When I introduced a beta of this site on 10/1, one of the technology decisions I had to make was whether I could make the leap to XHTML and CSS. XHTML is just HTML cleaned up and recast as an XML “application”. (Don’t let the word “application” put you off. If you look at the source of this page, it’ll look very familiar.) CSS is Cascading Style Sheets, a much better way of handling formatting and layout than FONT and TABLE. Using XHTML and CSS would make the site more accessible, allow me to to do my tiny part to move the web to modern standards, and save myself a lot of work. So, I made the leap.
On 10/11, Wired News unveiled a redesign that uses XHTML and CSS. Although Wired News attacts a tiny fraction of the readers that sites like Yahoo! and Amazon do, its adoption of modern web standards is an important milestone.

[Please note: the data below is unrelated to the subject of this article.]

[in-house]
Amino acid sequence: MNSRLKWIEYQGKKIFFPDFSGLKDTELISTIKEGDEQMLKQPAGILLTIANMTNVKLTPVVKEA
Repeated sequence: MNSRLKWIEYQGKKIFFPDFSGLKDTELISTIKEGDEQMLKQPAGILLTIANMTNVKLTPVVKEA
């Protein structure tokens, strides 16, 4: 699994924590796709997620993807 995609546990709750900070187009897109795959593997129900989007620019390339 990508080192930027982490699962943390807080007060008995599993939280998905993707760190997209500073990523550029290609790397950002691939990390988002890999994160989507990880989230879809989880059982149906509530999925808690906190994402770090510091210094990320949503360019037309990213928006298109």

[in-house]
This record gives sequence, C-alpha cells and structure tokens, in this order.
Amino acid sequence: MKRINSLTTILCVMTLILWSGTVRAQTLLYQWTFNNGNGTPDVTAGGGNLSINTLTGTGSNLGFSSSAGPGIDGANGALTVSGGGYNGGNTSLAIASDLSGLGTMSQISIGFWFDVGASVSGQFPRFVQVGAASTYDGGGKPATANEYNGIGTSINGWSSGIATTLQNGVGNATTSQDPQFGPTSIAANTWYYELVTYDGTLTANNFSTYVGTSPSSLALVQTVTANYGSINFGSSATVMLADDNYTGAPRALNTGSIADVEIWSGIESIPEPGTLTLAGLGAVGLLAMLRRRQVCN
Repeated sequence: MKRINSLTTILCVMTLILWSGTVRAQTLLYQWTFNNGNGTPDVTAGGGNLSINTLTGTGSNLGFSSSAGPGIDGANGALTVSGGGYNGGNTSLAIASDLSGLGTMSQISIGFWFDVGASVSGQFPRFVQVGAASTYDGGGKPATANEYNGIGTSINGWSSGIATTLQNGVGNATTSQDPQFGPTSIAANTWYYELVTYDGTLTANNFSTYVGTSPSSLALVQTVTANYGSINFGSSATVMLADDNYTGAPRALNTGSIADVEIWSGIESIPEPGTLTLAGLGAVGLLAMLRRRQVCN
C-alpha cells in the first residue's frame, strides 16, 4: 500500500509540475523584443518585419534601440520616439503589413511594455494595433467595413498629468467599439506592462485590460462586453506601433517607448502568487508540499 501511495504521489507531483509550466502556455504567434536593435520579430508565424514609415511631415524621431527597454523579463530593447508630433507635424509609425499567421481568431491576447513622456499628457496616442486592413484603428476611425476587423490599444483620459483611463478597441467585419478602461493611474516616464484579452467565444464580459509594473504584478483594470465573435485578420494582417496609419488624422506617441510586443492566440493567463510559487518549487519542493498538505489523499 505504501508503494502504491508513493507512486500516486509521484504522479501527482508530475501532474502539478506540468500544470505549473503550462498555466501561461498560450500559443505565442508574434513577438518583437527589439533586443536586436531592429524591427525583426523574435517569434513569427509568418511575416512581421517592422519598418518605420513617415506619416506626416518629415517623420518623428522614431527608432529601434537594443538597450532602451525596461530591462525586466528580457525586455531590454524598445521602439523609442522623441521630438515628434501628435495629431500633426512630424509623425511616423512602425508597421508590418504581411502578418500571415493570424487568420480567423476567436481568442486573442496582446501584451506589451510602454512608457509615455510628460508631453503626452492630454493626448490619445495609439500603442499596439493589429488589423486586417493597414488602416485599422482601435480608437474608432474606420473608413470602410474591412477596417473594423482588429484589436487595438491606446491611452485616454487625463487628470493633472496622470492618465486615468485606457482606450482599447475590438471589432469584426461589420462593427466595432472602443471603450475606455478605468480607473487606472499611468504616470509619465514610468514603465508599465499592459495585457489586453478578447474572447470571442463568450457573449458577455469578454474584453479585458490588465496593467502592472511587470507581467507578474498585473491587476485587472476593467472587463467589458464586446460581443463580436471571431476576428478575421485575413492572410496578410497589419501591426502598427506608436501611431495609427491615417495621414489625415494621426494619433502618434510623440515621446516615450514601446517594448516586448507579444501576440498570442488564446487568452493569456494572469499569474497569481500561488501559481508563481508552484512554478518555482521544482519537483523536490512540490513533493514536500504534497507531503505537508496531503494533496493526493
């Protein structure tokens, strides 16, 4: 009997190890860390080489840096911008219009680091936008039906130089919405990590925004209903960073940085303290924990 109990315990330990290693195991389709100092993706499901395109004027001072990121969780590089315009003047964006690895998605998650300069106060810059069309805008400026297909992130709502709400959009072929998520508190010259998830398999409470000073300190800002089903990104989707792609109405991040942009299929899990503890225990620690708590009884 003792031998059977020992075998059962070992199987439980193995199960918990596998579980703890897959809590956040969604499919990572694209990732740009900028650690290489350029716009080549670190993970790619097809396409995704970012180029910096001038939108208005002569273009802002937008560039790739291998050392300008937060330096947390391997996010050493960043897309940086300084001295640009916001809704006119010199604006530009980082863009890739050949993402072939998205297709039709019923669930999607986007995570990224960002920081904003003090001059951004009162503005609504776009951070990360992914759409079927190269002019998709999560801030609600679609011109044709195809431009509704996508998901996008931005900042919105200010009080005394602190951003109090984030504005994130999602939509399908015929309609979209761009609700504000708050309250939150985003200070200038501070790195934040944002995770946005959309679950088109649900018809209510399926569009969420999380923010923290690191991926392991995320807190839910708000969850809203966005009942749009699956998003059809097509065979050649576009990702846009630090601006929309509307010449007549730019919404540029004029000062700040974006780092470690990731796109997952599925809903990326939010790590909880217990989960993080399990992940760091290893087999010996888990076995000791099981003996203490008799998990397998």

This site has attracted several hundred regular readers in its first two weeks — I’m happy to report that so far, the use of XHTML and CSS has been a non-issue. With the Wired News news it certainly feels like the inflection point for XHTML and CSS is here, and I recommend investigating it for your sites and the sites you create.